Music Interview

Big Catholic Guilt

By Bob Gourley

As anyone who has seen them live can attest there are few bands that can come close to matching the intensity and innovativeness of Big Catholic Guilt. The Boston-based group has often been compared to Ministry because of their combination of thrashing guitars and samplers, but that comparison is not really accurate. Big Catholic Guilt are more concerned with writing strong songs, not just piling on the noise. With the extremely intense, almost possessed looking Sam Jordan as frontman, the group has proven to be one of the strongest live outfits around.

The group was started up in 1990 by core members Jordan and sampler/programmer Tim Osbourne who are responsible for the basic songwriting. Guitarists Jason Kahn and Jon Walsh and drummer J. "Bodo" Potts were then brought in to round out the sound and adapt the music to live performance. The current line-up is Jordan, Osbourne, Kahn, Walsh, M. Crazz (bass) and Perry James (drums). Big Catholic Guilt have a self-released CD, Possession, and now have a new EP, Judgement, out on Cherrydisc (distributed through Relativity).

"We felt that now was the time to get something out. We wanted something out now," says Jordan on the release. "We wanted to not have to go through a lot to get something out nationally so we went ahead and went for it. It was easy to negotiate with Cherrydisc. John Horten's a great guy and was very easy to work with."

The first Big Catholic Guilt radio tapes hit the airwaves in August of 1990. By the next spring Big Catholic Guilt was rapidly gaining recognition, earning a nomination in the WFNX/Phoenix Best Music Poll and audiences started wondering whether the outfit was just a studio project or a full live band. So the duo put together a band and quickly became famous for their strong live shows.

Sonically, Judgement is superior to its predecessor due to improved recording conditions. While the first CD was done in producer Lamar Lowder's home studio the new release was done in state of the art 24 track recording facilities. This time around the group used all 16 bit samplers and the improved technology allowed the group to push the medium to the limits.

Electronics figure prominently in Big Catholic Guilt's music and the group manages to use them in a very creative fashion. For example, the remix of "Silence," off the new CD, was created by Big Catholic Guilt sampling their own music. "There's technically no live performance," says Jordan of the track. "But the samples are of our own guitar loops, of my voice off of tape, all off of our own tapes so you get this live thing that still heavily deals with technology and sampling."

For live performances, Osbourne stands behind an elaborate set up of MIDI triggers playing virtually all of the samples live. Technology constraints have made this difficult, but the group is almost to the point of being able to do everything live. "And when we say that, that's to say that there's still a lot of sampled stuff, but it's 100% triggered. If it be a bass line, it's a bass line that he's triggering note by note or measure by measure, but it's performed live. It exists because Tim makes it exist."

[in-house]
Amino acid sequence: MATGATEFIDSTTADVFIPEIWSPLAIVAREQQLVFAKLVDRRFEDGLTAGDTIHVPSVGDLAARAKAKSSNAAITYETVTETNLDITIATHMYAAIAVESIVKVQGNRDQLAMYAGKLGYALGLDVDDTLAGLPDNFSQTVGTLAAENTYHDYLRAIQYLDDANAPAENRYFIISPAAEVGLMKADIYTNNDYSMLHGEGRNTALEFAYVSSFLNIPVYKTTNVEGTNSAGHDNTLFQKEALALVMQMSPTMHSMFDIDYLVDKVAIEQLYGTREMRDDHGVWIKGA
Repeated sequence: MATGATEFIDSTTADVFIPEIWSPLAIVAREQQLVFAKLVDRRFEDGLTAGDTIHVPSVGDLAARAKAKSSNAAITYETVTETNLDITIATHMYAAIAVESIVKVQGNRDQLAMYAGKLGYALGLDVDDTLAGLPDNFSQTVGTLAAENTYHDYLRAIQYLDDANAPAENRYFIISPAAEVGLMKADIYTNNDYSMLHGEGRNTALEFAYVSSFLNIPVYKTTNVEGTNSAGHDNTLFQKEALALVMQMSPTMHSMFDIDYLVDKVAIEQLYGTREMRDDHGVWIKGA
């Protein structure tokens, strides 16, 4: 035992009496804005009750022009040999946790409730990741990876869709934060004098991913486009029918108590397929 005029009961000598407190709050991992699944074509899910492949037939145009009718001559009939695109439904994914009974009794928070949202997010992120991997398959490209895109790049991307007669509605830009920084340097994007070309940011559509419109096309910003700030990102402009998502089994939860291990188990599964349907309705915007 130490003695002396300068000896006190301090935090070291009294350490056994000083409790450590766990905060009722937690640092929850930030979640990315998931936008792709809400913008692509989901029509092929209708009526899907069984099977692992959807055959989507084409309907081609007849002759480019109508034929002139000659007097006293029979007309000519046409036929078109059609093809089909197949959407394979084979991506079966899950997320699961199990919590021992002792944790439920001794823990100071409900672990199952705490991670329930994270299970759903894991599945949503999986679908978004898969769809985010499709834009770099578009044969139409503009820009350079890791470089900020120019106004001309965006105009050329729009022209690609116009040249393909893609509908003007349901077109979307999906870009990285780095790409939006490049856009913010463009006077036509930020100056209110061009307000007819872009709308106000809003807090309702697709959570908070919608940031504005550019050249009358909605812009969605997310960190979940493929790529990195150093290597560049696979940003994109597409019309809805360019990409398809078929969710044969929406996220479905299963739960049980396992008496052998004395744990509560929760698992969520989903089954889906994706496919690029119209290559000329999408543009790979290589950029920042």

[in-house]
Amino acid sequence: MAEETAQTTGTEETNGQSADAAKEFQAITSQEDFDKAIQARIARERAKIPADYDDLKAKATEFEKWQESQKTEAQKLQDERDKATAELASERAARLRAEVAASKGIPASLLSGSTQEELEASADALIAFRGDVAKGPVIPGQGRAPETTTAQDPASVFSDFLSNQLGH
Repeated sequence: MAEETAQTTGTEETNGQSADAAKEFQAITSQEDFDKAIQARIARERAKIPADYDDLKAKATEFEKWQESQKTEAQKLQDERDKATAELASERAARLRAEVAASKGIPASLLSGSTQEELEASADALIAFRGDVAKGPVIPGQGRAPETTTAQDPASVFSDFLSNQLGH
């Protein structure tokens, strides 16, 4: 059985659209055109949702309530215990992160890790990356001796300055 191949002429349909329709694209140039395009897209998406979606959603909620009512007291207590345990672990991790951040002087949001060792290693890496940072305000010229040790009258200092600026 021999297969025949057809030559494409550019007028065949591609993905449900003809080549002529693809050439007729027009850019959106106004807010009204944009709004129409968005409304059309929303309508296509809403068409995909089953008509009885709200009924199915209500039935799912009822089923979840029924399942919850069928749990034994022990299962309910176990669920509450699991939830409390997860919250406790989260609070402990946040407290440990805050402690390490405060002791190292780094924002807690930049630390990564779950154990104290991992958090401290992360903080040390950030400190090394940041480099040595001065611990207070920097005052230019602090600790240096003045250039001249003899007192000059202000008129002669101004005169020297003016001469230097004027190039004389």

"In the past, tape would take over some overflow because our gear just wouldn't handle that amount of information," Osbourne explains. "That's been minimized and will disappear. Our goal is to remove that element so that everything is live."

Early on Jordan would use vocal processing to distort his voice, but is now getting away from that primarily because it has become over used. "The emotion that's there is more important than the effect. At first it was kind of fun. We basically just did it because it was fun and it had a cool feel to it, but then as we did more performances we realized that there was more depth without the effect."

Another reason for getting away from the effects was to avoid sounding like everyone else. "It's become cliched," explains Osbourne on the use of distortion. "I think the effects actually strip away the nuances and angst and the real emotion in the vocals and you sound like Nitzer Ebb."

Although they use technology and create aggressive music, Big Catholic Guilt do not feel that they are not "industrial." As Osbourne explains, the current crop of bands being slapped with that label are a far cry from such "industrial" pioneers as Throbbing Gristle. Rather, Big Catholic Guilt see their music as a healthy fusion of styles. "It's no sin to use guitars blended with samples. I think more and more that's happening," says Jordan. "All elements are starting to cross over more. I think cross over is a natural part of popular music at this point."

Jordan goes on to say that like any new technique being incorporated into music electronics were looked down upon at first but are now gaining acceptance within rock music. "People made just as big a stink when the first guy came walking out with the Fender Precision Bass. Because you don't do that, it's just wrong to do that," he says. "Bob Dylan gets booed for playing an electric guitar at the Newport Jazz festival. It was much the same type of rebellion over anything new. It takes a lot for someone to break out."

Now that they have a national release Big Catholic Guilt are eager to hit the road and do more extensive touring in the future. But Jordan stresses that the group is not really looking to get away from the local music scene. "The Boston local scene is much more vibrant than people give it credit for," he says. "There's a lot of bands who are getting signed and doing well in Boston. You go down to New York and I defy somebody to find that many bands in New York who do that well. It's a much more vibrant scene than in a lot of places."